Don’t trust your bosses?
Mild-mannered U.S. businessman Harold Soyinka (David Oyelowo) has what is basically the life. A lovely wife (Thandie Newton), a boss who’s also something of a friend (Joel Edgerton), and a general happiness that helps him get by the rough times, like when it turns out that he’s in a great deal of debt and without much of a paddle to help him out. But if that wasn’t so bad, it gets even worse when he finds himself at the mercy of backstabbing colleagues, local drug lords and a black ops mercenary after traveling to Mexico, leaving Harold to drop the good-guy shtick and become something of a bad-ass. But once you break bad, can you ever go back? Better yet, do you want to?
Gringo feels like the kind of movie that was done out of a labor-of-love for everyone involved. These immensely talented and lovely people clearly all had a ball filming with one another, shooting on-location in Mexico, and most importantly, getting paid while doing so. But as is usually the case with those movies in which everyone’s having a ball, Gringo turns out not to be such a blast for those who matter the most: The audience.
For one, Gringo is an odd flick that never seems to know what it wants to be. It wants to be a wacky, silly, and over-the-top comedy that makes fun of fat people, egotistical people, corporate America, Mexicans, drugs, Nigerians, and murder, but also wants to be a dark, somewhat seedy thriller about a man losing all control of his better senses to become an evil, killing-machine. It’s basically trying to do what Tarantino does so well, but like so many of those copycats that still seem to come out even 24 years after Pulp Fiction, Gringo doesn’t know how to smoothly work everything out.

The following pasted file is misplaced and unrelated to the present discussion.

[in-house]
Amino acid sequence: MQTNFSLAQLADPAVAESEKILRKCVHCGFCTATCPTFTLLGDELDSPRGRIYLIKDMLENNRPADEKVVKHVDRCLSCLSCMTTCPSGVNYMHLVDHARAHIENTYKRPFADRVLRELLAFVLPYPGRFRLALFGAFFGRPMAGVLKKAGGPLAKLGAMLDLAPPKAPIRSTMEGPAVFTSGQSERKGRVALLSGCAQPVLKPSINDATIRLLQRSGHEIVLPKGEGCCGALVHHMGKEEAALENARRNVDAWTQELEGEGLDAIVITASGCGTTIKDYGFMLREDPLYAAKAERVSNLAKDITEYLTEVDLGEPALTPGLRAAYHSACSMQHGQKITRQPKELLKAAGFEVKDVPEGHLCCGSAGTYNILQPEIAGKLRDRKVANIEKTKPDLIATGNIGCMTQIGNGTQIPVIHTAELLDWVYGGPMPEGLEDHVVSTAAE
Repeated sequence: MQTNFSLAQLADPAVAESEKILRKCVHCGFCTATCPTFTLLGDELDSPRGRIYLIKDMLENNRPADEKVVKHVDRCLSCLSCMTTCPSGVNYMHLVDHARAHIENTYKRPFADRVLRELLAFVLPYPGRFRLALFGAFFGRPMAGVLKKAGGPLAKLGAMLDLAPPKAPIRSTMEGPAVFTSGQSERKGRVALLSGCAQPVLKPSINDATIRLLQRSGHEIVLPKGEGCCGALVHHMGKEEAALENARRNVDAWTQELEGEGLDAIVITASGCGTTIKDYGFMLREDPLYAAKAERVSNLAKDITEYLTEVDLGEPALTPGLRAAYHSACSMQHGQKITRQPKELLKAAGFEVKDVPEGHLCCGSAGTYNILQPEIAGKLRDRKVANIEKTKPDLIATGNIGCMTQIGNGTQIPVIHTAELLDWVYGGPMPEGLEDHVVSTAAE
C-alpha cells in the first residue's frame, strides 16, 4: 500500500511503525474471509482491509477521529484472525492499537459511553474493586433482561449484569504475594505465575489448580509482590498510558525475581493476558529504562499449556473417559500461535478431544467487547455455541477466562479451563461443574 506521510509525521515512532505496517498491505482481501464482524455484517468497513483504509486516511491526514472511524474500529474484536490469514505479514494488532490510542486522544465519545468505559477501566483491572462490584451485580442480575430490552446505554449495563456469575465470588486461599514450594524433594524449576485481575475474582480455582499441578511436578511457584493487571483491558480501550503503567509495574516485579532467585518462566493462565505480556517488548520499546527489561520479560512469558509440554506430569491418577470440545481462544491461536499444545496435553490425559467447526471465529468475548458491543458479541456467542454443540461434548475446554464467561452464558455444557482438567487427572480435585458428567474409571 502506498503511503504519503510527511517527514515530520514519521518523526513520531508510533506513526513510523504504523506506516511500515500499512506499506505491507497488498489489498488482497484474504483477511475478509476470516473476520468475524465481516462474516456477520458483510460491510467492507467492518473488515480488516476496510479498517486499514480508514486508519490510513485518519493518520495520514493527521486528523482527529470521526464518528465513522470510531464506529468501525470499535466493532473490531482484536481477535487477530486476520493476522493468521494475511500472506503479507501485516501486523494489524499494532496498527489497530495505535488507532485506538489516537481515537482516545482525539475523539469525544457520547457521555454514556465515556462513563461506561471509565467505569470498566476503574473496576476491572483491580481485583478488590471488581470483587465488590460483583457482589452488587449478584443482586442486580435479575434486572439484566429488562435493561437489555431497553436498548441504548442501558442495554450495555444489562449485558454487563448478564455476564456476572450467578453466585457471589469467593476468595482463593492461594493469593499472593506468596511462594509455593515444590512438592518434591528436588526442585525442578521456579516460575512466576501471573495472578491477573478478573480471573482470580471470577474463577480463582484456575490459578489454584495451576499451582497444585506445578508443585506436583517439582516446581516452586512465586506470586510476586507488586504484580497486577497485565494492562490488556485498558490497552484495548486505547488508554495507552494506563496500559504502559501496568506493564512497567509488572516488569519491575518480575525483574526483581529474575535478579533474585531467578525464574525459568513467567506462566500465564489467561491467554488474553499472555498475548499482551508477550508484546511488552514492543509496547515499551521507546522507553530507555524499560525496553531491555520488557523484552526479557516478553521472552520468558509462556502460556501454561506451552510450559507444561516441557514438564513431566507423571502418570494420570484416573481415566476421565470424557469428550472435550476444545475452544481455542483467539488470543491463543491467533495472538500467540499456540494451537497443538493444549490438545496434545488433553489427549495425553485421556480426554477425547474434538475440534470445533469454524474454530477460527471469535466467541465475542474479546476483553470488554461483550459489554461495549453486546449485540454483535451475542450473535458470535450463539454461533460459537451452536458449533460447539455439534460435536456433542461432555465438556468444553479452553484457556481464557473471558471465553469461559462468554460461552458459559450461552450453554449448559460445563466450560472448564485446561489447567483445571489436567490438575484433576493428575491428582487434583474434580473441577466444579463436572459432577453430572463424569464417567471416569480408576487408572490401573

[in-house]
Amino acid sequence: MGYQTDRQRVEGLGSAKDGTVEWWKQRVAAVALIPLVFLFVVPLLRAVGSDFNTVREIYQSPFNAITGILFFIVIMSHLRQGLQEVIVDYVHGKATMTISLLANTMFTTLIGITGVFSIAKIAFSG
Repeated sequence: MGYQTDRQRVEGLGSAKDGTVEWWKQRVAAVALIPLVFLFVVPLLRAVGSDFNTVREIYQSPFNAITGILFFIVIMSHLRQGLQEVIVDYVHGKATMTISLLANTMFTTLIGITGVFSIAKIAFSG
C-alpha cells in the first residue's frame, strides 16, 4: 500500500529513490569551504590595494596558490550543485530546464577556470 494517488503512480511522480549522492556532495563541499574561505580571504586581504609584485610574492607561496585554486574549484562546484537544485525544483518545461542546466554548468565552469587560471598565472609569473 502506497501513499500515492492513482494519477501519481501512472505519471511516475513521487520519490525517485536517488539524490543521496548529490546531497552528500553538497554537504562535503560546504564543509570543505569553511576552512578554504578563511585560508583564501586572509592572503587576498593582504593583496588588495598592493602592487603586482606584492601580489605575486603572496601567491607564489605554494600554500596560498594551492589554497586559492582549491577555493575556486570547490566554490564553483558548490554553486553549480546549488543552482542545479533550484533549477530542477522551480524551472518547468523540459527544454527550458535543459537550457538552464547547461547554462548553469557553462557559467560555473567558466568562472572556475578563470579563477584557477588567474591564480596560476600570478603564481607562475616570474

So for some reason, it just becomes an odd mish-mash that isn’t always successful and/or fun, but it’s fine enough.
Yeah, it’s weird because I love everyone involved and you’d think that together, with something of a promising premise, that they’d make magic happen, but they don’t. The movie itself is so twisty and weird, it kind of loses grip with its ensemble and doesn’t always give them enough to work with. Due to this, the cast is forced to take matters into their own hands and, in ways, make it up as they go along; Charlize Theron’s evil character could have been a cackling witch of a villain, but instead, has some sense of heart and humanity, that just wants to bang nonsense. Even Melonie Diaz, who plays Joel Edgerton’s secretary, has a few scenes where we get some brief moments of levity and insight into her character, making us imagine what could have been had the movie been much more defined and well-written.
But for some reason, it’s just kind of a mess. It’s the kind of mess that isn’t boring, or dull, as much as it’s just frustrating. It never knows where it wants to go, what it wants to say, or even what genre it’s working with – it’s sort of just making itself up as it goes along, leaving some moments to feel funny, interesting and inspired, but others to feel weird and out-of-place. Basically, it’s the clearest example of what can happen when you have so many great people and pack them into something that, well, isn’t so great.
Not even they can save the day.
Consensus: Even despite the talented ensemble, Gringo never fully makes sense of its tone, making it feel like a hodge-podge of different things and other stuff that’s already been done better in other flicks.
5 / 10
Photos Courtesy of: Amazon Studios and STX Entertainment